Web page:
On the flipside, Hagman should, in hindsight, be credited with completely distinguishing the villainous J.R. Ewing from this prior role of Nelson.  Whereas J.R. is possibly the most evil and conniving character in television history, Nelson is a stalwart good guy, content to let Jeannie help him on occasion, but for the most part trying to live his life as if he just has an odd housemate…albeit a lusciously delectable housemate who would no doubt grant him his most carnal desire in a heartbeat.  The thin line Nelson has to walk is the central premise of the show, on the one side the chance to have anything a man would ever desire, and on the other side the need to live a normal life, or at least as normal as possible.



Mmmm, evil Jeannie…nice.



The supporting characters also lend good comedic elements to the show, and none more so than Daily as Roger Healy.  Daily was even more put upon than Nelson, because he was a man who would take every advantage of Jeannie, although not to the point of abusing her.  Healy was the embodiment of what any sane guy would do if Jeannie dropped in his lap.  No doubt, by the time he was done, he’d be a sultan on some tropical island with a bevy of women, all of them at least as hot as Jeannie, catering to his every wish.  But deep down, Healy is also a decent guy.  Rorke as Dr. Bellows provides the main conflict in the show as the most frequent source of anxiety for Nelson and Jeannie as he has seen many of the fantastical things and situations that Jeannie frequently has gotten Nelson into.  Nelson always has to be on his toes for fear that Bellows will discover his secret.



“Hey Farrah, after we get done shooting, why don’t you and I head back to my trailer?”

“I’m sorry Bill, but you play an astronaut.  I could never go for a guy who plays an astronaut…”



Season 5 was the final one for the show, and the one where Nelson and Jeannie finally tied the knot, which invariably spells the death knell for a show with sexual tension between the main characters. I Dream of Jeannie never did get a proper series finale, although there were two telemovies 15 and 20 years after it went off the air.  Although Hagman wasn’t in either of them if you can believe that.  Invariably, because of how the show came to be, Jeannie is compared to Bewitched.  Truth be told, If I had to make a choice between the two, I’d have to call it a toss up.  Jeannie was quite a bit lighter and on the whole more fun, while Bewitched had better supporting and recurring cast such as Agnes Morehead, Paul Lynde, Bernard Fox, Alice Pearce and Sandra Gould.  Although on an interesting side note, a very young Farrah Fawcett played Healy’s girlfriend in a mnumber of episodes.  I’d give the hotness factor to Eden, but Elizabeth Montgomery was also a beautiful woman, and one of the few people from TV whom I truly felt the passing of when I was younger.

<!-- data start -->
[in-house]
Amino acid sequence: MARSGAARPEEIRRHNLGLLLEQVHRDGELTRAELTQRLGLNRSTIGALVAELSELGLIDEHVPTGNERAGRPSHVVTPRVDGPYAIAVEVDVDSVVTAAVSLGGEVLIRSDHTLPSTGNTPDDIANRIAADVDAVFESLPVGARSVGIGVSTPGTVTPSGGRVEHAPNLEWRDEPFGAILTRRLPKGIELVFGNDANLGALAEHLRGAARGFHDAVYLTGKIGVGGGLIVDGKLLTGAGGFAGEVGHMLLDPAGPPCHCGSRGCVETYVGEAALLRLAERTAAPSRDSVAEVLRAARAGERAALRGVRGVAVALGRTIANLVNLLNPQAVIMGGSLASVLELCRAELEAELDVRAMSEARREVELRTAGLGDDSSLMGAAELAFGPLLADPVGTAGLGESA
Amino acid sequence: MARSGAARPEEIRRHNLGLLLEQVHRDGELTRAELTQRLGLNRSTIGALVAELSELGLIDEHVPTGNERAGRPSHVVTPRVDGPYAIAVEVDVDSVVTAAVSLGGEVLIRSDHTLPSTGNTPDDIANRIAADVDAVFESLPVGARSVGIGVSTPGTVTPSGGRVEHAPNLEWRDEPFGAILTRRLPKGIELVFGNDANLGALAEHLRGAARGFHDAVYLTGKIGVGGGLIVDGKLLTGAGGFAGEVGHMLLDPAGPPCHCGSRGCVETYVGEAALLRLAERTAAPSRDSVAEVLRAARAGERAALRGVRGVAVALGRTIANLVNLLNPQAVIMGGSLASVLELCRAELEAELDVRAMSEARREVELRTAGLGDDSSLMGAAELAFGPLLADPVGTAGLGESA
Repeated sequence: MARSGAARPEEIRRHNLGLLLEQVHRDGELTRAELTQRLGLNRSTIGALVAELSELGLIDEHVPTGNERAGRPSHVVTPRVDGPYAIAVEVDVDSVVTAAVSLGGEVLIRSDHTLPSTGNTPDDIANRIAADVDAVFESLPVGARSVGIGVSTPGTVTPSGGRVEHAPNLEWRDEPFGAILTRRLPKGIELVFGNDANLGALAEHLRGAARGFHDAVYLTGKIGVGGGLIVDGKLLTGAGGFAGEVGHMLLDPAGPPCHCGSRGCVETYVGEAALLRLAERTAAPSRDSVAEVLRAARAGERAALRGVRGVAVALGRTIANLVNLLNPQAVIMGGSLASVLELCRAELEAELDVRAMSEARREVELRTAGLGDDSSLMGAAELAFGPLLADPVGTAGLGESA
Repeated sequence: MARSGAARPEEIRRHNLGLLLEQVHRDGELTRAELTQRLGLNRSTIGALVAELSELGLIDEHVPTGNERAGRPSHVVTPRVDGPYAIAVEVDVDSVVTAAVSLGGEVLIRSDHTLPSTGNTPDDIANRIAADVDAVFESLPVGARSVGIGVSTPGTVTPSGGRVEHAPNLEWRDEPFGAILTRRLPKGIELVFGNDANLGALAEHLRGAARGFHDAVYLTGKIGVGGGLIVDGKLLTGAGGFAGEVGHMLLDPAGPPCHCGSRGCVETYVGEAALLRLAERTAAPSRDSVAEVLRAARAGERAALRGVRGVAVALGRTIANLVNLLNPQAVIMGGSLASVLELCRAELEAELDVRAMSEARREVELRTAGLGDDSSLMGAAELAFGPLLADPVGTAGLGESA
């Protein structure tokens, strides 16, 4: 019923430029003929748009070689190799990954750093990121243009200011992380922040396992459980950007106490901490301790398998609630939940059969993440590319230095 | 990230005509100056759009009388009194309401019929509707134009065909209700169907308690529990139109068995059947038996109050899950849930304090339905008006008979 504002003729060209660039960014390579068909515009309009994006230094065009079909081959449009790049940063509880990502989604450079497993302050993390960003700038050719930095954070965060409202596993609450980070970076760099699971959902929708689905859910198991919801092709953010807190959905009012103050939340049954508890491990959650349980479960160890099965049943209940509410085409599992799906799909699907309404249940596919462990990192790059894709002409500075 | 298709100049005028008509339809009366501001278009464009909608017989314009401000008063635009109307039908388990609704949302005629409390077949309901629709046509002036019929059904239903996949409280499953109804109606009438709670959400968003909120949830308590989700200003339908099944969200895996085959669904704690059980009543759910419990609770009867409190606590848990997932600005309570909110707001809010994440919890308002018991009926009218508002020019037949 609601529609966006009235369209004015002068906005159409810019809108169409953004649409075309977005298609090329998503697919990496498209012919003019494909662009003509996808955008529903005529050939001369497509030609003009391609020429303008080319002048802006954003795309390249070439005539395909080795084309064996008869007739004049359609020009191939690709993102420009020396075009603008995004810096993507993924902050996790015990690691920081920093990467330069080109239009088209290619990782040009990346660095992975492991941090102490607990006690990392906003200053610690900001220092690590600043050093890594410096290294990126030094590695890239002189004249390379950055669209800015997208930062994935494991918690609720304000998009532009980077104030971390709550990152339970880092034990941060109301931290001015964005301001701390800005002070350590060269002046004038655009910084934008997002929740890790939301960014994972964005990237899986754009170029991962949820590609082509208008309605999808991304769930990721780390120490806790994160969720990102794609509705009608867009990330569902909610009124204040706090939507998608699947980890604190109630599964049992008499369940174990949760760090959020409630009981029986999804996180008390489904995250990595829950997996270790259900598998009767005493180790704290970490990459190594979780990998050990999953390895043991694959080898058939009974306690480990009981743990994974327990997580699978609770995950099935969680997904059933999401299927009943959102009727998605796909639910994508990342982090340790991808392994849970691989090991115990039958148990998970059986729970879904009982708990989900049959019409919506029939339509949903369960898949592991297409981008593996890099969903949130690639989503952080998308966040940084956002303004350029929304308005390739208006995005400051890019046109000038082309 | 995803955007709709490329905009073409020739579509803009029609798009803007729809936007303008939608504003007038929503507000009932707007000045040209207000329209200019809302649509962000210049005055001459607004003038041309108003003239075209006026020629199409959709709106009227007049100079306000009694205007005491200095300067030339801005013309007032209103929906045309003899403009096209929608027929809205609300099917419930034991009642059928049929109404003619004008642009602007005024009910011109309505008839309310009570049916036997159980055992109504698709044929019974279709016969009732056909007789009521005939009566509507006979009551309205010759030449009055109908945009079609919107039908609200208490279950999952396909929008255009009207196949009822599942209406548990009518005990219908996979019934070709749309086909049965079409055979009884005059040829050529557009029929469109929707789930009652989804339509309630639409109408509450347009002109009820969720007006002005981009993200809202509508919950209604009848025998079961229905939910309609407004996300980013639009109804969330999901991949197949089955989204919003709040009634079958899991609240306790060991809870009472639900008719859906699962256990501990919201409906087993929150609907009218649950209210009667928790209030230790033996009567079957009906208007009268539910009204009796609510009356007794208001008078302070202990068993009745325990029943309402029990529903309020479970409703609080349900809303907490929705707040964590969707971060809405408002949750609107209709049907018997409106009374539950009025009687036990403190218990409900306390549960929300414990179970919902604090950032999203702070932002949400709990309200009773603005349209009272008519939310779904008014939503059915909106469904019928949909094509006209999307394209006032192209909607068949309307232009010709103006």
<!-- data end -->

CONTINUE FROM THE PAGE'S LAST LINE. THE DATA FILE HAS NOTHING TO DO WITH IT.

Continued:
“Whoa, is that a Jack and Coke…?”



If there’s one drawback the show, it’s that it was extremely one-note.  Jeannie would do something that would get Nelson in trouble, and they’d have to frenetically find a solution before Dr. Bellows or someone else discovered their goings-on.  Nevertheless, I Dream of Jeannie is still a fun watch and very easy to get into if you’ve never seen it. 

The Package


Fun show, weak DVD.  No extras whatsoever except worthless Minisodes, short promotional snippets of shows, in this case Bewitched and Fantasy Island.  At least the Jeannie episodes look good as the transfer is nice.  There are English, Spanish and Portuguese (must be big in Brazil or something) language tracks and Spanish and Portuguese subtitles.


6.1 out of 10